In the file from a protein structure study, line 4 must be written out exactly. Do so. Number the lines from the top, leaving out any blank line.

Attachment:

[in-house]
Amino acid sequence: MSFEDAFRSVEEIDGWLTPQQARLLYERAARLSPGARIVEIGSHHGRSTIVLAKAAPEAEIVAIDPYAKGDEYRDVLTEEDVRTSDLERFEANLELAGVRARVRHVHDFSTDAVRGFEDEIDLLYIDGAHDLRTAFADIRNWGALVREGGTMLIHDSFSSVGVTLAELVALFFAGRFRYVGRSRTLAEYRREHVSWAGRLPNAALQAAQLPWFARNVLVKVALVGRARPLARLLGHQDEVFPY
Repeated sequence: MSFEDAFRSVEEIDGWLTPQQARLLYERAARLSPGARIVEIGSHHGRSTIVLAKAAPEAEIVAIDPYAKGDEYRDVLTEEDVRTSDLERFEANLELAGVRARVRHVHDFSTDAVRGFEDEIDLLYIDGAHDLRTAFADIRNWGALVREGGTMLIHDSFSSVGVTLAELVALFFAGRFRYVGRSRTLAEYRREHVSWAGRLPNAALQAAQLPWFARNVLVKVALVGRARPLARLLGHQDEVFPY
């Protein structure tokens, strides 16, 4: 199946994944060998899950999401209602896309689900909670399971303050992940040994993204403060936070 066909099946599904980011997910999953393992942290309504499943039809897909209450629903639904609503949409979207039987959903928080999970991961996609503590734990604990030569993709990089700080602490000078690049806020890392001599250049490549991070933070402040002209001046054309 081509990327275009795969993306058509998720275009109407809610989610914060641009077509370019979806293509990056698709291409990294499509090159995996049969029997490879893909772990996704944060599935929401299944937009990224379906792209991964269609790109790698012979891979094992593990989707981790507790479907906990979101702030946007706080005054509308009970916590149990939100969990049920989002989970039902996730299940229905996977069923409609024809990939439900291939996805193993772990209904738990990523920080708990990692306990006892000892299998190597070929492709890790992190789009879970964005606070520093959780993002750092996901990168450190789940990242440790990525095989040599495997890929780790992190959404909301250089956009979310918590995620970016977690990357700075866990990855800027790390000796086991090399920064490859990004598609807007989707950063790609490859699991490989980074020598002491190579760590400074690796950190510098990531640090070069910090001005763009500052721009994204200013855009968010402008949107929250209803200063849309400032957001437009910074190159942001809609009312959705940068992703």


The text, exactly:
């Protein structure tokens, strides 16, 4: 199946994944060998899950999401209602896309689900909670399971303050992940040994993204403060936070 066909099946599904980011997910999953393992942290309504499943039809897909209450629903639904609503949409979207039987959903928080999970991961996609503590734990604990030569993709990089700080602490000078690049806020890392001599250049490549991070933070402040002209001046054309 081509990327275009795969993306058509998720275009109407809610989610914060641009077509370019979806293509990056698709291409990294499509090159995996049969029997490879893909772990996704944060599935929401299944937009990224379906792209991964269609790109790698012979891979094992593990989707981790507790479907906990979101702030946007706080005054509308009970916590149990939100969990049920989002989970039902996730299940229905996977069923409609024809990939439900291939996805193993772990209904738990990523920080708990990692306990006892000892299998190597070929492709890790992190789009879970964005606070520093959780993002750092996901990168450190789940990242440790990525095989040599495997890929780790992190959404909301250089956009979310918590995620970016977690990357700075866990990855800027790390000796086991090399920064490859990004598609807007989707950063790609490859699991490989980074020598002491190579760590400074690796950190510098990531640090070069910090001005763009500052721009994204200013855009968010402008949107929250209803200063849309400032957001437009910074190159942001809609009312959705940068992703």